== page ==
Wising up with Mat. McHugh
Mat. Mchugh is far from a newcomer to the Australian music scene. Being the face, writer and soul of The Beautiful Girls for the previous ten years, playing solo, and under his Mat. Mchugh & The Seperatista Soundsystem moniker, it’s fair to say he’s had the experiences to form justified opinions on music and the world beyond.
That he certainly does. An artist and person with an stimulating view on the world and who isn’t one to shy away from expressing it, it was refreshing to hear Mat weigh in anything from the triple J debate, the credibility of electronic music, his mission to explain the difference between his moniker’s, all the way to the ‘other 98%’.
I came to the farewell tour of The Beautiful Girls a while back, however I recently I noticed you were doing requests for an upcoming show which included Mat. Mchugh & The Seperatista Soundsystem tracks, but also The Beautiful girls songs. Was this with the guys?
Well who do you refer to as 'the guys'? I'll answer your question with a question.
Are you talking about the bass player and the drummer or are you talking about horns or keys, it's a bit of an endless question, because everyone on stage is part of The Beautiful Girls. Everyone I’m playing with right now is in The Beautiful Girls. All The Beautiful Girls songs are my songs, I wrote every single one of them, the last few records I played every single note on the recordings and produced them myself.
The Beautiful Girls, I always looked at it as a collective. We were super fortunate to know a bunch of amazing players that will come and play these songs that I’ve written and then interpret them their own way on the stage, that’s all it was. Even from day one, our first merchandise shirts said The Beautiful Girls Collective circa 2000 or whatever it was at that stage.
So to answer your question, I didn’t actually want to do that farewell tour at all; it was the one tour that my heart just wasn’t in too. The now ex-management were really pushing for it, and I had just released 'Love Come Save Me'. I don’t say never because only fools say that, but I just don’t see myself in the foreseeable future ever wanting to use the name 'The Beautiful Girls' again.
The short answer is, all that's changed is the name, I just wanted to present it differently.
Now that you’ve been living around Cronulla in recent years, The Sutherland Shire is a music scene that doesn’t get as much coverage than that of the inner city, but it definitely seems to be evolving. What do you think of it in terms of music and art?
Well I think a large tip of the hat has to go to Brass Monkey, which has seemingly been there for ever.
I'm a newcomer, I’ve only been here a couple of years, but I think half the community is like that real Aussie kind of footy player bit of bogan-y vibe, which is cool. God bless the Aussie bogan, but there’s a real vibrant community happening that's artistic and artistic driven. There's a crew that have an art gallery, (Space 44 - http://www.space44.com.au/) and putting on festivals, there’s people doing interesting websites and photography, there’s even writers. I meet a lot of people down here doing cool shit, like a lot!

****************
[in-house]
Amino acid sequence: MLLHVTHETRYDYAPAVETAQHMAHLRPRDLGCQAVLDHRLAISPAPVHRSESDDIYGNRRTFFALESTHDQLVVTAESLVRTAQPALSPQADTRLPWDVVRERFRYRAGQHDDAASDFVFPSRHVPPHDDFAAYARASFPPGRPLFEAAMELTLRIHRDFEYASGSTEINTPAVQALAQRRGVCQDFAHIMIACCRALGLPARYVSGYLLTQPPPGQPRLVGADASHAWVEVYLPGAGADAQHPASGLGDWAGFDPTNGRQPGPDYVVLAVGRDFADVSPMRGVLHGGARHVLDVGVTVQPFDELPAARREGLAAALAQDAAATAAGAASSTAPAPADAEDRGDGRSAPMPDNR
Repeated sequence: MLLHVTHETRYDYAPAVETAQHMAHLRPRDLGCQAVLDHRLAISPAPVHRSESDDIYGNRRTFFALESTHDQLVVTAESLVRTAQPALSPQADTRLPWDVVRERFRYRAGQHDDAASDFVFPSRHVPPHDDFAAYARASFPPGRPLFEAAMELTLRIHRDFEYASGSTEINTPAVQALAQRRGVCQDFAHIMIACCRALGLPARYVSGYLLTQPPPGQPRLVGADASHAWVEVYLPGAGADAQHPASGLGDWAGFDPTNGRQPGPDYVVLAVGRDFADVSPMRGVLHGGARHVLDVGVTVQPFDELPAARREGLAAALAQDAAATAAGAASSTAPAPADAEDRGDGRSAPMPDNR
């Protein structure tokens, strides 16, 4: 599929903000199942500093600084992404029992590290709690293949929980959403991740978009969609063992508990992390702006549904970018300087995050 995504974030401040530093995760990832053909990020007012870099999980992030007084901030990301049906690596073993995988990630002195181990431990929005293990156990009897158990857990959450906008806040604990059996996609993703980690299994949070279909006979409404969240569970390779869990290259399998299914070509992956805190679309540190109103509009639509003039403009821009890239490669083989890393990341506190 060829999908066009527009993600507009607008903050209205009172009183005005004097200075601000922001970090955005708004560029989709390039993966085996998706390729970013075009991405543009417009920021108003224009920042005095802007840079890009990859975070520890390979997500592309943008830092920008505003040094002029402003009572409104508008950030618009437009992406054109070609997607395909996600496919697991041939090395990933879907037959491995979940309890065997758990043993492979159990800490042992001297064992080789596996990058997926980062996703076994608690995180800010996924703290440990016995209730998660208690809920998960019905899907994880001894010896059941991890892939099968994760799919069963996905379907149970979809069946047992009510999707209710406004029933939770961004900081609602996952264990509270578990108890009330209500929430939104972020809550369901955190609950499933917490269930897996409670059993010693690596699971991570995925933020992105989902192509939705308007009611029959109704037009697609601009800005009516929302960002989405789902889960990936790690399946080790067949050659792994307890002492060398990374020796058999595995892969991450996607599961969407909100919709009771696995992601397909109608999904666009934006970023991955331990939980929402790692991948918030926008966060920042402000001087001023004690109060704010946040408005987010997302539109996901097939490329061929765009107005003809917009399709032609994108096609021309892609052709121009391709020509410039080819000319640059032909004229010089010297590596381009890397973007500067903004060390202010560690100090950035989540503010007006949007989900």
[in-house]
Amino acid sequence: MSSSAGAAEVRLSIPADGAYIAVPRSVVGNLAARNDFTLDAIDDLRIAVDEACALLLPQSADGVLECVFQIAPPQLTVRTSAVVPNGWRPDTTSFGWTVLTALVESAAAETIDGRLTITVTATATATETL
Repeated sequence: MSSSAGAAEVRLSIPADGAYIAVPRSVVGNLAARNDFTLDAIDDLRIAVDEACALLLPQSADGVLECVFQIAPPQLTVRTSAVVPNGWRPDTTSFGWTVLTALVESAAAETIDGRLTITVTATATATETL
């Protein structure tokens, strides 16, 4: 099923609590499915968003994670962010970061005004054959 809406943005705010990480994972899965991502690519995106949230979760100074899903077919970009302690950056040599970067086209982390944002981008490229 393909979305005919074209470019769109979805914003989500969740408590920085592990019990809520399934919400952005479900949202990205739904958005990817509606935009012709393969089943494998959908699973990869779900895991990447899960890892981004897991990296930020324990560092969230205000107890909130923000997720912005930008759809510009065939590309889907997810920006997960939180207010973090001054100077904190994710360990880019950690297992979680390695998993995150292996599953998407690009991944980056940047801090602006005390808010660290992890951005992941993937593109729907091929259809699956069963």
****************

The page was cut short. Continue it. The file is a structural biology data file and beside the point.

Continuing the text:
It’s such a unique place coz its right near the city but it’s got its own scene, which I think is really good because you're just trying to do your own thing. You’re not trying be inner city cool kid, you're just in your own community which is great.
Have you ever discovered any other scenes on tour that may not have received their deserved recognition as of yet?
Yea I have actually. I don’t get to see a lot of music on tour, but we often have a strong say in who we want as supports, so I hear some new acts coming through to me. I do think there’s quite a strong rootsy/reggae/dub scene up in Brisbane that’s really great, which hasn’t fully reached its potential yet in terms of dragging that music out on the radio and getting it heard. There's a lot of interesting underground electronic stuff that I guess Flume is breaking the doors down for that type of music. Australia's a weird place musically in terms of the rest of the world. Culturally, it’s still searching; musically it’s still searching for what its thing is.
Pub rock has been accepted in Australia, anything apart from that takes a little bit to get accepted. I don’t know why pub rock is so accepted, I guess we had so much great pub rock which stemmed from English immigrants and stuff that probably made a pretty strong case. But I think when we even started doing like acoustic-rootsy type stuff, it was so different to what was on the radio and at venues. This is when John Butler, Xavier and Jack Johnson all this kind of scene hadn’t blown up yet around the world. You could not get a gig anywhere, you could not get a gig with an acoustic guitar, and you wouldn’t dream of getting on the radio or triple j.